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Thursday, 29 March 2018

Commentary \ Hello #WaterWars, Bye Bye #DayZero

Larry Swatuk, Associate Researcher at BICC, comments on ongoing popular debates like #WaterWars, #DayZero. He argues for avoiding alarmism and hyperbole as tools of motivation for human action. Instead, Swatuk reflects on the challenge to ensure adequate amounts and qualities of water for the world’s poor.

IDPs gathering to collect water outside an IDP camp in El Geneina, West Darfur. Photo: BICC\N. Acharya

As doyens of the water world met recently in Brasilia in their biannual reflection on the state of the planet’s most precious resource, I wish to reflect on the perceived value and harm attached to alarmism and hyperbole as tools of motivation for human action. Why over-statement is popular is not a puzzle: People gravitate to the ‘man bites dog’ form of headline. Why negativity in reporting and possibly also in scholarship generally triumphs—in terms of revenue, clicks, retweets, research funding and policy pronouncements—is also not a puzzle: Humans depend on certainty and predictability for their security, so the prospect of dramatic change due to some ill-advised action or inaction tends to grab our attention. Put differently, we take our successes for granted.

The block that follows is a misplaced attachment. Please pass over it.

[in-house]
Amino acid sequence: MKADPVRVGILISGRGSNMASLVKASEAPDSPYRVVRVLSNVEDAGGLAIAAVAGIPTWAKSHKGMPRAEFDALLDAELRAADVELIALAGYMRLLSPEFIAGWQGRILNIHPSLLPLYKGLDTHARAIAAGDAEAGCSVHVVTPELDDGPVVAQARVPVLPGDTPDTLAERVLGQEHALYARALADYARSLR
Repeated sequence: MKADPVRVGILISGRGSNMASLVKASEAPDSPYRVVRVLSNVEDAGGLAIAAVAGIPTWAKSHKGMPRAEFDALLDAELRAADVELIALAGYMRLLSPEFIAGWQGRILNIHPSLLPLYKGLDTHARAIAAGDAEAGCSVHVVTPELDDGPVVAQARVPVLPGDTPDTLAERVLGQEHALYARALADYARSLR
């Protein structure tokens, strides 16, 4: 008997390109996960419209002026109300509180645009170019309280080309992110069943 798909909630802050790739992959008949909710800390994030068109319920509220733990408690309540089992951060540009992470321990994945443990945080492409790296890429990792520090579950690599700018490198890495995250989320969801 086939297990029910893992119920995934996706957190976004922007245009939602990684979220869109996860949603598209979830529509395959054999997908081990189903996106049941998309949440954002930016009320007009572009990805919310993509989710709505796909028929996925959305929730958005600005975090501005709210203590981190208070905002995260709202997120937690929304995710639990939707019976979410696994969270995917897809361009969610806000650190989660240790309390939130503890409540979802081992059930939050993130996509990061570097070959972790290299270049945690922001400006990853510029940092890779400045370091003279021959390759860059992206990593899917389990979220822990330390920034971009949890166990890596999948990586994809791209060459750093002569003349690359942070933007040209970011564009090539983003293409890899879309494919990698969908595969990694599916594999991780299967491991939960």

Read more "Hello #WaterWars, Bye Bye #DayZero—Where have you gone ClimateChaos old friend?"